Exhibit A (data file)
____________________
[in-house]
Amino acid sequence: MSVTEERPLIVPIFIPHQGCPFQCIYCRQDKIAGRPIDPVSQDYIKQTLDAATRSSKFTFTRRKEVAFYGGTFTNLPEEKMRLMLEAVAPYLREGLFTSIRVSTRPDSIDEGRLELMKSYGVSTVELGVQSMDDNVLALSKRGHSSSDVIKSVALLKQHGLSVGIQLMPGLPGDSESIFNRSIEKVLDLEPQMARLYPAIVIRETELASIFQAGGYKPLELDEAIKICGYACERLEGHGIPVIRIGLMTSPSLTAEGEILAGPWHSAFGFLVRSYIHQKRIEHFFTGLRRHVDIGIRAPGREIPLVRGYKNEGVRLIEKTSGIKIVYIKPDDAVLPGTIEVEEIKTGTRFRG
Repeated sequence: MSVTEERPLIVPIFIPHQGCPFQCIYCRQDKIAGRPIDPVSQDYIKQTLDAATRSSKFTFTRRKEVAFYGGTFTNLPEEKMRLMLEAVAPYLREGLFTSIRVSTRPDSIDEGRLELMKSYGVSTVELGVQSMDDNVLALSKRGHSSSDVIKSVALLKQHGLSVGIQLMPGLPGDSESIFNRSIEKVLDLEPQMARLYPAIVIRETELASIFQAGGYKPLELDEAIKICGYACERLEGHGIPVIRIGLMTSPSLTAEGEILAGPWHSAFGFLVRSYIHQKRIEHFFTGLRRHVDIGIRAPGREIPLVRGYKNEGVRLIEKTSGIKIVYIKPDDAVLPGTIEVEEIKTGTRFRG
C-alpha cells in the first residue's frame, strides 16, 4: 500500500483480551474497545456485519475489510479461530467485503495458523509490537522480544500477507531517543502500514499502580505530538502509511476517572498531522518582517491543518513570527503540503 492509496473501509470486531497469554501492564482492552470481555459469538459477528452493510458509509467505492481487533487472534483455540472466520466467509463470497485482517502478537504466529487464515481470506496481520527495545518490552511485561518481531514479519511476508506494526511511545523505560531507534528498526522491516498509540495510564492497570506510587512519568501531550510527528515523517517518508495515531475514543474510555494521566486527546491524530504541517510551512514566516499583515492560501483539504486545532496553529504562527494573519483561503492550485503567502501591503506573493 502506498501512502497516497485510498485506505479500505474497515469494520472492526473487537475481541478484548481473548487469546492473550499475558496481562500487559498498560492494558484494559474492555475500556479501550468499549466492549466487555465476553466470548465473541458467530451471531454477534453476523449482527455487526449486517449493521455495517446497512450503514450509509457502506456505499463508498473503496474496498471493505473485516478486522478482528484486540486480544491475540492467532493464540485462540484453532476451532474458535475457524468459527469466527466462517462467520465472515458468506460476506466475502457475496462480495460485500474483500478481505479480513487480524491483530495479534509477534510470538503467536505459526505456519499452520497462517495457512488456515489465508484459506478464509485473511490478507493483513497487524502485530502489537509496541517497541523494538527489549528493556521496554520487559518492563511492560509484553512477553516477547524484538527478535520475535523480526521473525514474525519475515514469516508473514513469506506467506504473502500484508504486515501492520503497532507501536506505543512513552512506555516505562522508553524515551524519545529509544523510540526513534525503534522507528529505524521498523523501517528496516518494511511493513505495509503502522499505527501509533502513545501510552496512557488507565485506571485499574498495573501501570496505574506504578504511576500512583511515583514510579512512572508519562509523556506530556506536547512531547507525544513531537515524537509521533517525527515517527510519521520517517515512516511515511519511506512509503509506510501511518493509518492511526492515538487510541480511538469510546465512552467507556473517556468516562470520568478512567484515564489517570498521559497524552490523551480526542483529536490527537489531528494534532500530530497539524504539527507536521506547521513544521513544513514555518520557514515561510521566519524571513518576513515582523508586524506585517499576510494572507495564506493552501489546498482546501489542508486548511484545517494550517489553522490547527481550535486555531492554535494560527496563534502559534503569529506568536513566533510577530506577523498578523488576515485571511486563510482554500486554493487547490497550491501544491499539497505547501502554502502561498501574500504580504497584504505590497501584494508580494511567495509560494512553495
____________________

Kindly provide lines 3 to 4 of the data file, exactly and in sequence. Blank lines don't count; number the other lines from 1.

Repeated sequence: MSVTEERPLIVPIFIPHQGCPFQCIYCRQDKIAGRPIDPVSQDYIKQTLDAATRSSKFTFTRRKEVAFYGGTFTNLPEEKMRLMLEAVAPYLREGLFTSIRVSTRPDSIDEGRLELMKSYGVSTVELGVQSMDDNVLALSKRGHSSSDVIKSVALLKQHGLSVGIQLMPGLPGDSESIFNRSIEKVLDLEPQMARLYPAIVIRETELASIFQAGGYKPLELDEAIKICGYACERLEGHGIPVIRIGLMTSPSLTAEGEILAGPWHSAFGFLVRSYIHQKRIEHFFTGLRRHVDIGIRAPGREIPLVRGYKNEGVRLIEKTSGIKIVYIKPDDAVLPGTIEVEEIKTGTRFRG
C-alpha cells in the first residue's frame, strides 16, 4: 500500500483480551474497545456485519475489510479461530467485503495458523509490537522480544500477507531517543502500514499502580505530538502509511476517572498531522518582517491543518513570527503540503 492509496473501509470486531497469554501492564482492552470481555459469538459477528452493510458509509467505492481487533487472534483455540472466520466467509463470497485482517502478537504466529487464515481470506496481520527495545518490552511485561518481531514479519511476508506494526511511545523505560531507534528498526522491516498509540495510564492497570506510587512519568501531550510527528515523517517518508495515531475514543474510555494521566486527546491524530504541517510551512514566516499583515492560501483539504486545532496553529504562527494573519483561503492550485503567502501591503506573493 502506498501512502497516497485510498485506505479500505474497515469494520472492526473487537475481541478484548481473548487469546492473550499475558496481562500487559498498560492494558484494559474492555475500556479501550468499549466492549466487555465476553466470548465473541458467530451471531454477534453476523449482527455487526449486517449493521455495517446497512450503514450509509457502506456505499463508498473503496474496498471493505473485516478486522478482528484486540486480544491475540492467532493464540485462540484453532476451532474458535475457524468459527469466527466462517462467520465472515458468506460476506466475502457475496462480495460485500474483500478481505479480513487480524491483530495479534509477534510470538503467536505459526505456519499452520497462517495457512488456515489465508484459506478464509485473511490478507493483513497487524502485530502489537509496541517497541523494538527489549528493556521496554520487559518492563511492560509484553512477553516477547524484538527478535520475535523480526521473525514474525519475515514469516508473514513469506506467506504473502500484508504486515501492520503497532507501536506505543512513552512506555516505562522508553524515551524519545529509544523510540526513534525503534522507528529505524521498523523501517528496516518494511511493513505495509503502522499505527501509533502513545501510552496512557488507565485506571485499574498495573501501570496505574506504578504511576500512583511515583514510579512512572508519562509523556506530556506536547512531547507525544513531537515524537509521533517525527515517527510519521520517517515512516511515511519511506512509503509506510501511518493509518492511526492515538487510541480511538469510546465512552467507556473517556468516562470520568478512567484515564489517570498521559497524552490523551480526542483529536490527537489531528494534532500530530497539524504539527507536521506547521513544521513544513514555518520557514515561510521566519524571513518576513515582523508586524506585517499576510494572507495564506493552501489546498482546501489542508486548511484545517494550517489553522490547527481550535486555531492554535494560527496563534502559534503569529506568536513566533510577530506577523498578523488576515485571511486563510482554500486554493487547490497550491501544491499539497505547501502554502502561498501574500504580504497584504505590497501584494508580494511567495509560494512553495